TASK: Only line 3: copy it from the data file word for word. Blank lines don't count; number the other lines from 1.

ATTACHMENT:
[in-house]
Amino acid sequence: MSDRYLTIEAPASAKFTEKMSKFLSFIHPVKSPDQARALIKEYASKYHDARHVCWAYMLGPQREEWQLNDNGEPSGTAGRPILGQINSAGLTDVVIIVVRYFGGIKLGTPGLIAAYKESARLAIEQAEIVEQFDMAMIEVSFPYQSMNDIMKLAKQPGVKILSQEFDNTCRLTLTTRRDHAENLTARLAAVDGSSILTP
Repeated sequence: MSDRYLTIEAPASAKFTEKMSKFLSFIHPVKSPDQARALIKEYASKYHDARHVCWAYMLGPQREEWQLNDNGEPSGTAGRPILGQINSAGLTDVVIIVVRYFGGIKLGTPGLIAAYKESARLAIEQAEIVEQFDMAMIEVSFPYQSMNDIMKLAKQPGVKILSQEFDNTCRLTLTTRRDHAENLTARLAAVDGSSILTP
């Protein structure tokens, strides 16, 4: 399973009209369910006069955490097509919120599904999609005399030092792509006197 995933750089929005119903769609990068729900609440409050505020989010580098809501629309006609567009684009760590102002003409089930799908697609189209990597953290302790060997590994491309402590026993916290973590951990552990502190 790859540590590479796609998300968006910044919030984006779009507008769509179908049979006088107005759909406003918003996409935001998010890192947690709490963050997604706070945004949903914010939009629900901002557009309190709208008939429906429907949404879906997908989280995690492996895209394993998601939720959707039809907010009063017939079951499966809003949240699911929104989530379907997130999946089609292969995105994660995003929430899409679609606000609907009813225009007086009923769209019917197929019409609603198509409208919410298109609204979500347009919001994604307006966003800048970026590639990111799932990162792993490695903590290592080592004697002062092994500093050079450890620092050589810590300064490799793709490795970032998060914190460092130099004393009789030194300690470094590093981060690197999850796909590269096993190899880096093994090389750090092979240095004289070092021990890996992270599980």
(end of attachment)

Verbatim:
Repeated sequence: MSDRYLTIEAPASAKFTEKMSKFLSFIHPVKSPDQARALIKEYASKYHDARHVCWAYMLGPQREEWQLNDNGEPSGTAGRPILGQINSAGLTDVVIIVVRYFGGIKLGTPGLIAAYKESARLAIEQAEIVEQFDMAMIEVSFPYQSMNDIMKLAKQPGVKILSQEFDNTCRLTLTTRRDHAENLTARLAAVDGSSILTP